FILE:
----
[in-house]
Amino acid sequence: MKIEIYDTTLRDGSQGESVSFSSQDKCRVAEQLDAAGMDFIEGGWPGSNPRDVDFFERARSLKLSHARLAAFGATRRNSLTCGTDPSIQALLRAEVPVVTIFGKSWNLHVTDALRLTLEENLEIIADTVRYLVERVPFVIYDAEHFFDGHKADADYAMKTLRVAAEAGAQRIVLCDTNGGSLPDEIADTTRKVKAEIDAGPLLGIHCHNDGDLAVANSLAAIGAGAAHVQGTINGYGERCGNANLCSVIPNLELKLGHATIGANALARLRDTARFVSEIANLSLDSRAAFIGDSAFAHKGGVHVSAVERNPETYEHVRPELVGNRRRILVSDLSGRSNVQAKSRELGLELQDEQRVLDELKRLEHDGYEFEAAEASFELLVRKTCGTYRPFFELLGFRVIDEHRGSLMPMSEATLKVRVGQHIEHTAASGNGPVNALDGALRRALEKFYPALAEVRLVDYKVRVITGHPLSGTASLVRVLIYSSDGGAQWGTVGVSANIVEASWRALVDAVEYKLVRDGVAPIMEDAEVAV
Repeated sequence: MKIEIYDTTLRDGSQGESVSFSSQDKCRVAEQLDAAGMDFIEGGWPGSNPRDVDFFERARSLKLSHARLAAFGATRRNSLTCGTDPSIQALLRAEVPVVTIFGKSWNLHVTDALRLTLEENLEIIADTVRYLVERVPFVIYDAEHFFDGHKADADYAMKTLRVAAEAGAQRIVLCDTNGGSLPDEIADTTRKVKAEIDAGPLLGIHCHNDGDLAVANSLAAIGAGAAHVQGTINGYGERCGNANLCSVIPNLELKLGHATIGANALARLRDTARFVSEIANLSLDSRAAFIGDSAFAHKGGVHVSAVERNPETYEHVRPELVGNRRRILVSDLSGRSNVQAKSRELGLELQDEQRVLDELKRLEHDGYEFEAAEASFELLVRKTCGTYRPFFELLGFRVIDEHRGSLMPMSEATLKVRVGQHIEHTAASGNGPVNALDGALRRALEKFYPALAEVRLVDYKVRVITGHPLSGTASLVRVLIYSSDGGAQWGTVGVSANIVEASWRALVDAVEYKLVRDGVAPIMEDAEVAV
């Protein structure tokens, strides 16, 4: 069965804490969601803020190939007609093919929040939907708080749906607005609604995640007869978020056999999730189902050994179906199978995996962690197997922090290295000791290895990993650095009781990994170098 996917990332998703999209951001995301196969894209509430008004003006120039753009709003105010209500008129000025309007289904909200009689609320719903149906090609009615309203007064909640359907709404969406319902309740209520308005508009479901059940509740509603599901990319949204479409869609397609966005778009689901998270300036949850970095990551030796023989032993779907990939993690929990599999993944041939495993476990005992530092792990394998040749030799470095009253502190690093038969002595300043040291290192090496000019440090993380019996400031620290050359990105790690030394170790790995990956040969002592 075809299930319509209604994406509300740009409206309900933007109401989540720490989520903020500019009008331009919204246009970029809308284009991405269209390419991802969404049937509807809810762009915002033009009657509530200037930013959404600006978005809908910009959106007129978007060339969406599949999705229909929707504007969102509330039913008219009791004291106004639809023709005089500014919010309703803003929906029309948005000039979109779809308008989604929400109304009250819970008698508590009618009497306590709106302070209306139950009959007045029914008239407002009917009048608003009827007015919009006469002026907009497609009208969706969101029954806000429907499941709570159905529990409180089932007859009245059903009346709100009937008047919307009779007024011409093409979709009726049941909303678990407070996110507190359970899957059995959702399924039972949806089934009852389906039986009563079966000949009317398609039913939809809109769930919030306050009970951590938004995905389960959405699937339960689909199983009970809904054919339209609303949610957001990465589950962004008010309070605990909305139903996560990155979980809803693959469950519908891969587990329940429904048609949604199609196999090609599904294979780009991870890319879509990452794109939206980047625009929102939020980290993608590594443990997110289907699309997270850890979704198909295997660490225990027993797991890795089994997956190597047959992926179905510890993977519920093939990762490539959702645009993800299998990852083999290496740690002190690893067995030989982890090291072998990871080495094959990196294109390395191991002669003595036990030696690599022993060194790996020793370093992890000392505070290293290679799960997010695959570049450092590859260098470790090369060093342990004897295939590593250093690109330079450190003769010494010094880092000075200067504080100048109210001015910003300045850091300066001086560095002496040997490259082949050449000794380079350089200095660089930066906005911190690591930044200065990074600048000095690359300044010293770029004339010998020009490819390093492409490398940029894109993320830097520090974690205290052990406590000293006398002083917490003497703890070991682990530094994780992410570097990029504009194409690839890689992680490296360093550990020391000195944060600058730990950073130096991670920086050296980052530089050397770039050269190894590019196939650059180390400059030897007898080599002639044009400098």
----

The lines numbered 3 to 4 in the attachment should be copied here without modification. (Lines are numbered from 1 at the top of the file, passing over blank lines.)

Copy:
Repeated sequence: MKIEIYDTTLRDGSQGESVSFSSQDKCRVAEQLDAAGMDFIEGGWPGSNPRDVDFFERARSLKLSHARLAAFGATRRNSLTCGTDPSIQALLRAEVPVVTIFGKSWNLHVTDALRLTLEENLEIIADTVRYLVERVPFVIYDAEHFFDGHKADADYAMKTLRVAAEAGAQRIVLCDTNGGSLPDEIADTTRKVKAEIDAGPLLGIHCHNDGDLAVANSLAAIGAGAAHVQGTINGYGERCGNANLCSVIPNLELKLGHATIGANALARLRDTARFVSEIANLSLDSRAAFIGDSAFAHKGGVHVSAVERNPETYEHVRPELVGNRRRILVSDLSGRSNVQAKSRELGLELQDEQRVLDELKRLEHDGYEFEAAEASFELLVRKTCGTYRPFFELLGFRVIDEHRGSLMPMSEATLKVRVGQHIEHTAASGNGPVNALDGALRRALEKFYPALAEVRLVDYKVRVITGHPLSGTASLVRVLIYSSDGGAQWGTVGVSANIVEASWRALVDAVEYKLVRDGVAPIMEDAEVAV
């Protein structure tokens, strides 16, 4: 069965804490969601803020190939007609093919929040939907708080749906607005609604995640007869978020056999999730189902050994179906199978995996962690197997922090290295000791290895990993650095009781990994170098 996917990332998703999209951001995301196969894209509430008004003006120039753009709003105010209500008129000025309007289904909200009689609320719903149906090609009615309203007064909640359907709404969406319902309740209520308005508009479901059940509740509603599901990319949204479409869609397609966005778009689901998270300036949850970095990551030796023989032993779907990939993690929990599999993944041939495993476990005992530092792990394998040749030799470095009253502190690093038969002595300043040291290192090496000019440090993380019996400031620290050359990105790690030394170790790995990956040969002592 075809299930319509209604994406509300740009409206309900933007109401989540720490989520903020500019009008331009919204246009970029809308284009991405269209390419991802969404049937509807809810762009915002033009009657509530200037930013959404600006978005809908910009959106007129978007060339969406599949999705229909929707504007969102509330039913008219009791004291106004639809023709005089500014919010309703803003929906029309948005000039979109779809308008989604929400109304009250819970008698508590009618009497306590709106302070209306139950009959007045029914008239407002009917009048608003009827007015919009006469002026907009497609009208969706969101029954806000429907499941709570159905529990409180089932007859009245059903009346709100009937008047919307009779007024011409093409979709009726049941909303678990407070996110507190359970899957059995959702399924039972949806089934009852389906039986009563079966000949009317398609039913939809809109769930919030306050009970951590938004995905389960959405699937339960689909199983009970809904054919339209609303949610957001990465589950962004008010309070605990909305139903996560990155979980809803693959469950519908891969587990329940429904048609949604199609196999090609599904294979780009991870890319879509990452794109939206980047625009929102939020980290993608590594443990997110289907699309997270850890979704198909295997660490225990027993797991890795089994997956190597047959992926179905510890993977519920093939990762490539959702645009993800299998990852083999290496740690002190690893067995030989982890090291072998990871080495094959990196294109390395191991002669003595036990030696690599022993060194790996020793370093992890000392505070290293290679799960997010695959570049450092590859260098470790090369060093342990004897295939590593250093690109330079450190003769010494010094880092000075200067504080100048109210001015910003300045850091300066001086560095002496040997490259082949050449000794380079350089200095660089930066906005911190690591930044200065990074600048000095690359300044010293770029004339010998020009490819390093492409490398940029894109993320830097520090974690205290052990406590000293006398002083917490003497703890070991682990530094994780992410570097990029504009194409690839890689992680490296360093550990020391000195944060600058730990950073130096991670920086050296980052530089050397770039050269190894590019196939650059180390400059030897007898080599002639044009400098």